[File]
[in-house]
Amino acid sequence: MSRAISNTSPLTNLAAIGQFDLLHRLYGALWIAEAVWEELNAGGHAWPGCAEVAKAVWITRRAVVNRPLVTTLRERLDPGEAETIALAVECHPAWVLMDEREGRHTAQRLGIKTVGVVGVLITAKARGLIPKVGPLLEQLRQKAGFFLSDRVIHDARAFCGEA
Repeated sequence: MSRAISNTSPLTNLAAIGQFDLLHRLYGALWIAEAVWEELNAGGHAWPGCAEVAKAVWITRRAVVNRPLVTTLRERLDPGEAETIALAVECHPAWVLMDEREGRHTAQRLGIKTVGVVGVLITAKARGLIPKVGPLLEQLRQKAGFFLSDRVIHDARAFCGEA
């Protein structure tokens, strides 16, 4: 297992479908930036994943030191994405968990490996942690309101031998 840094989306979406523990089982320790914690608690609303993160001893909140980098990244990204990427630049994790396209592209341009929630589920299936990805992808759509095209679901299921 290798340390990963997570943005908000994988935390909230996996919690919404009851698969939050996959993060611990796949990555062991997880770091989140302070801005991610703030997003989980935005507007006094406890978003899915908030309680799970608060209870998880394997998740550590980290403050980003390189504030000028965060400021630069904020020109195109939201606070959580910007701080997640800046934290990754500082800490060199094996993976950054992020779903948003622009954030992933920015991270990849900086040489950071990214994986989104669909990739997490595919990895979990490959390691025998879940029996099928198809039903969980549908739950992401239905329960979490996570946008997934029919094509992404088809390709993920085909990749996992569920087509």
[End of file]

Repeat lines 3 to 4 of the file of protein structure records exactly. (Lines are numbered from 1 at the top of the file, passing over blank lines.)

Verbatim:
Repeated sequence: MSRAISNTSPLTNLAAIGQFDLLHRLYGALWIAEAVWEELNAGGHAWPGCAEVAKAVWITRRAVVNRPLVTTLRERLDPGEAETIALAVECHPAWVLMDEREGRHTAQRLGIKTVGVVGVLITAKARGLIPKVGPLLEQLRQKAGFFLSDRVIHDARAFCGEA
């Protein structure tokens, strides 16, 4: 297992479908930036994943030191994405968990490996942690309101031998 840094989306979406523990089982320790914690608690609303993160001893909140980098990244990204990427630049994790396209592209341009929630589920299936990805992808759509095209679901299921 290798340390990963997570943005908000994988935390909230996996919690919404009851698969939050996959993060611990796949990555062991997880770091989140302070801005991610703030997003989980935005507007006094406890978003899915908030309680799970608060209870998880394997998740550590980290403050980003390189504030000028965060400021630069904020020109195109939201606070959580910007701080997640800046934290990754500082800490060199094996993976950054992020779903948003622009954030992933920015991270990849900086040489950071990214994986989104669909990739997490595919990895979990490959390691025998879940029996099928198809039903969980549908739950992401239905329960979490996570946008997934029919094509992404088809390709993920085909990749996992569920087509």